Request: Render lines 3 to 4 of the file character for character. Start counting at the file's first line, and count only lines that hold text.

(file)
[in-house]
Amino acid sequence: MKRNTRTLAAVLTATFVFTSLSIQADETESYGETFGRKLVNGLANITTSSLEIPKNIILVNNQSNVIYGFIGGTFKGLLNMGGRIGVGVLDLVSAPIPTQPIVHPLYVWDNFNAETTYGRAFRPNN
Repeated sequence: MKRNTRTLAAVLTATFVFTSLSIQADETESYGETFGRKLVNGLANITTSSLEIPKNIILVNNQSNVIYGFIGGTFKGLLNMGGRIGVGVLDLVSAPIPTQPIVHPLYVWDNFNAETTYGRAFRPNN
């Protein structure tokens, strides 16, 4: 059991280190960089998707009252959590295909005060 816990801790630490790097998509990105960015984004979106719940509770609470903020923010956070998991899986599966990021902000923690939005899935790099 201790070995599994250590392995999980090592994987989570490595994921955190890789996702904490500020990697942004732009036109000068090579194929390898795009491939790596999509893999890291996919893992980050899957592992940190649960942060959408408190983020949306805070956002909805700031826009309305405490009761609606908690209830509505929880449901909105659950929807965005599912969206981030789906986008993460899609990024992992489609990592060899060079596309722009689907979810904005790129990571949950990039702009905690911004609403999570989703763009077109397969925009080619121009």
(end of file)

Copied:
Repeated sequence: MKRNTRTLAAVLTATFVFTSLSIQADETESYGETFGRKLVNGLANITTSSLEIPKNIILVNNQSNVIYGFIGGTFKGLLNMGGRIGVGVLDLVSAPIPTQPIVHPLYVWDNFNAETTYGRAFRPNN
């Protein structure tokens, strides 16, 4: 059991280190960089998707009252959590295909005060 816990801790630490790097998509990105960015984004979106719940509770609470903020923010956070998991899986599966990021902000923690939005899935790099 201790070995599994250590392995999980090592994987989570490595994921955190890789996702904490500020990697942004732009036109000068090579194929390898795009491939790596999509893999890291996919893992980050899957592992940190649960942060959408408190983020949306805070956002909805700031826009309305405490009761609606908690209830509505929880449901909105659950929807965005599912969206981030789906986008993460899609990024992992489609990592060899060079596309722009689907979810904005790129990571949950990039702009905690911004609403999570989703763009077109397969925009080619121009």